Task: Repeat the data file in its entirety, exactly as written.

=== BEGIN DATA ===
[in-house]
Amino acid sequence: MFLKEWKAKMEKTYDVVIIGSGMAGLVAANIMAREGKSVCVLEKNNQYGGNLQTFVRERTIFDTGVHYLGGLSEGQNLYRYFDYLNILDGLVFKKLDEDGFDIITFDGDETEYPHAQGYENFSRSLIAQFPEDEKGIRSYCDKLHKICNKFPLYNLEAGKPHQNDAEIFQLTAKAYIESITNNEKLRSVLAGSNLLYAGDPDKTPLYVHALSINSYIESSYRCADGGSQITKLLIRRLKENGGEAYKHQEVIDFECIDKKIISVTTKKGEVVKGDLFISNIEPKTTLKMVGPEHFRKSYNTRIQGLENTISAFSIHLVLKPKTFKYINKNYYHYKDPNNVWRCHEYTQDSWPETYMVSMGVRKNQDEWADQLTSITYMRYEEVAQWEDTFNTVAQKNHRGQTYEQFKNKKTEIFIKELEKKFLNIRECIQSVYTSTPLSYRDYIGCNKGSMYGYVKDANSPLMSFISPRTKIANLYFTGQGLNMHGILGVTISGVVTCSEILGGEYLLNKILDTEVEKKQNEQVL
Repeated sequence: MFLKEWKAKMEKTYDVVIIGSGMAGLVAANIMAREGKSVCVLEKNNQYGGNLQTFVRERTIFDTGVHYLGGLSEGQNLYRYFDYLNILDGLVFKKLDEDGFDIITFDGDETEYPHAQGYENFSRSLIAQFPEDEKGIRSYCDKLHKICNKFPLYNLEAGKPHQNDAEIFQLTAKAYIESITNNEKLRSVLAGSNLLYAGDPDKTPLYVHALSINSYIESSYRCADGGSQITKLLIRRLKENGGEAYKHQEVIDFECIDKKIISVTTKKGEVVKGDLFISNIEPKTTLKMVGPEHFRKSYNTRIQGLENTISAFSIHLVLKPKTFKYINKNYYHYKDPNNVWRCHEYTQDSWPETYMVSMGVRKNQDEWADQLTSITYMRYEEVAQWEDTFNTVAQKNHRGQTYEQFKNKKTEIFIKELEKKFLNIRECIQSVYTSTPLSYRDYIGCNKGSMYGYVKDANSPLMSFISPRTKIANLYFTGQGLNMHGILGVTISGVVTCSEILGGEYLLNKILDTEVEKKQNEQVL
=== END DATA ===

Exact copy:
[in-house]
Amino acid sequence: MFLKEWKAKMEKTYDVVIIGSGMAGLVAANIMAREGKSVCVLEKNNQYGGNLQTFVRERTIFDTGVHYLGGLSEGQNLYRYFDYLNILDGLVFKKLDEDGFDIITFDGDETEYPHAQGYENFSRSLIAQFPEDEKGIRSYCDKLHKICNKFPLYNLEAGKPHQNDAEIFQLTAKAYIESITNNEKLRSVLAGSNLLYAGDPDKTPLYVHALSINSYIESSYRCADGGSQITKLLIRRLKENGGEAYKHQEVIDFECIDKKIISVTTKKGEVVKGDLFISNIEPKTTLKMVGPEHFRKSYNTRIQGLENTISAFSIHLVLKPKTFKYINKNYYHYKDPNNVWRCHEYTQDSWPETYMVSMGVRKNQDEWADQLTSITYMRYEEVAQWEDTFNTVAQKNHRGQTYEQFKNKKTEIFIKELEKKFLNIRECIQSVYTSTPLSYRDYIGCNKGSMYGYVKDANSPLMSFISPRTKIANLYFTGQGLNMHGILGVTISGVVTCSEILGGEYLLNKILDTEVEKKQNEQVL
Repeated sequence: MFLKEWKAKMEKTYDVVIIGSGMAGLVAANIMAREGKSVCVLEKNNQYGGNLQTFVRERTIFDTGVHYLGGLSEGQNLYRYFDYLNILDGLVFKKLDEDGFDIITFDGDETEYPHAQGYENFSRSLIAQFPEDEKGIRSYCDKLHKICNKFPLYNLEAGKPHQNDAEIFQLTAKAYIESITNNEKLRSVLAGSNLLYAGDPDKTPLYVHALSINSYIESSYRCADGGSQITKLLIRRLKENGGEAYKHQEVIDFECIDKKIISVTTKKGEVVKGDLFISNIEPKTTLKMVGPEHFRKSYNTRIQGLENTISAFSIHLVLKPKTFKYINKNYYHYKDPNNVWRCHEYTQDSWPETYMVSMGVRKNQDEWADQLTSITYMRYEEVAQWEDTFNTVAQKNHRGQTYEQFKNKKTEIFIKELEKKFLNIRECIQSVYTSTPLSYRDYIGCNKGSMYGYVKDANSPLMSFISPRTKIANLYFTGQGLNMHGILGVTISGVVTCSEILGGEYLLNKILDTEVEKKQNEQVL